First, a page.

In my infancy in Aviation history, I remember flying my brand spanking new Mooney M20J with an instructor and my wife to the East Hampton Airport (formerly KHTO, now KJPX). The flight was only 45 minutes and the weather was blue skies and smooth. Upon turning downwind over the destination airport, I was executing a bit more of a Boeing 747 pattern than a Mooney-like pattern. I mean, I could see the runway on downwind without squinting my eyes. The instructor, a bright eyed and hold-all-criticism-back kind of a guy, was leaning a little into my right shoulder. I was oblivious to his intention, so I soldiered along and finally, as his spine angle kept increasing, I turned the base leg. As I lined up the runway, I felt he was leaning into me again as I tried to correct the alignment for the final approach. Finally, I landed to my immense relief, and probably to the unsaid emotions of the instructor.
I remembered that day for no other reason than that. So, it got me thinking. What if we can click open the brain vault of the pilot in the left seat and blow into it the whispers of when and how. Teaching aviation skills would be so easy. I think I might have found a mechanism which I call the “Leans and the Taps.”
I tried the “Leans” on a pilot whom I was teaching and suggested that if he saw me lean left or right, he was to take the cue that he had to turn. And if he felt pressure on the rudder pedals, it was me getting his attention for him not using the rudder. And if I was leaning forward towards the yoke, well, that gets obvious in a hurry. The result was I was able to get his attention only when leaning into him and via the rudder pressure. Ok, there must be another way, I thought. This wasn’t working well.
We now move on to trick number two. This was the “Tap” method by using a pencil and the boom microphone. When I felt the pilot was deviating from the straight and level during a procedure or a missed required function, I would tap the boom microphone instead of a litany of words. That seemed to work in IFR training in instrument conditions, but not in VFR conditions. While flying approaches in IFR conditions, one of the pilots tended to the “heavy-hand syndrome.” He would look for radios or navigation equipment on the panel to fiddle with, and his body would follow and bring the hand clutching to the yoke with him. The result was a 45-degree bank in under 10 seconds while in the clouds.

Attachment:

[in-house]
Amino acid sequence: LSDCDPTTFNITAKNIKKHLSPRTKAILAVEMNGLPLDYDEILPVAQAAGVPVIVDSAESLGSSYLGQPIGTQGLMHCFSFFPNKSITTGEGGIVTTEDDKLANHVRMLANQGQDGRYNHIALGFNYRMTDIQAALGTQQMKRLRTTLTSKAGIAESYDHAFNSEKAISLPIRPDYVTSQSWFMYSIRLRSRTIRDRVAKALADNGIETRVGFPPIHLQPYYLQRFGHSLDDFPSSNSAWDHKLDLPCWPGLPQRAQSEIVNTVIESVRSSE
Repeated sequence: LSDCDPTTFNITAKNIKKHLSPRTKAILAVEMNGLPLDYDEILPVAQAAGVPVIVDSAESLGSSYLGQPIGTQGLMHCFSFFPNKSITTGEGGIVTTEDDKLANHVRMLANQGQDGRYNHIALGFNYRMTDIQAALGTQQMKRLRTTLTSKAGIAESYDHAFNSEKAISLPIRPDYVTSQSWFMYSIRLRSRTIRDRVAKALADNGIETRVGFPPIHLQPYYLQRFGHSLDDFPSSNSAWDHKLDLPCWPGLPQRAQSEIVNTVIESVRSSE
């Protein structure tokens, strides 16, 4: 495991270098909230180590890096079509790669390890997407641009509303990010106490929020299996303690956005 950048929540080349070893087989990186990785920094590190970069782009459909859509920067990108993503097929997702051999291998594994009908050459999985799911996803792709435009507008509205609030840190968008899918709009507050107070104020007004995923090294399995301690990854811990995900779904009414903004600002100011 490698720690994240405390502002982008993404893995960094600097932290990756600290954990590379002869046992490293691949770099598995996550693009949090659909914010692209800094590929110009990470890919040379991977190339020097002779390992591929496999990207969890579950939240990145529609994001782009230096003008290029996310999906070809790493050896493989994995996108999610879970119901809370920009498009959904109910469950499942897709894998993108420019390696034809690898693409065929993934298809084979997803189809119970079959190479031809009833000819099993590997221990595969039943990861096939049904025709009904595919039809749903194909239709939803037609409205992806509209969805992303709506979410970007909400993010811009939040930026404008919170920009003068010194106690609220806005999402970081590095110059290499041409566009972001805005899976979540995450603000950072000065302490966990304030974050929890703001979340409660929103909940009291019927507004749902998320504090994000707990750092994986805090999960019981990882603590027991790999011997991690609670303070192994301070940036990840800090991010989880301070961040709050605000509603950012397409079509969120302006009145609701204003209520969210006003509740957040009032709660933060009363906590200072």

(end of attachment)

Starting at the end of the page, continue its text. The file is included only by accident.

It comes as no surprise that I had to put my knee on the right side of the yoke to prevent the gross movements and use the tapping to get his attention. It worked! After a few increasing louder taps, he figured what was more annoying. And it wasn’t the clouds. Voila! I had found the holy grail or so I thought. In VFR conditions however, with the tapping, all I heard was, “That is annoying!” Aha! Maybe, I thought, I had gotten his attention without uttering a word in that scenario. He seemed to progressively do better, requiring in the end, a flight without the taps.
Was this it? Is this how we crack open the brain vault of the pilot who sits next to us? Protected by the headset separator without uttering words? It seems that a combination of both mechanisms worked like a charm. However, it is imperative that the pilot and the CFI have familiarized themselves with the technique before embarking on the flight.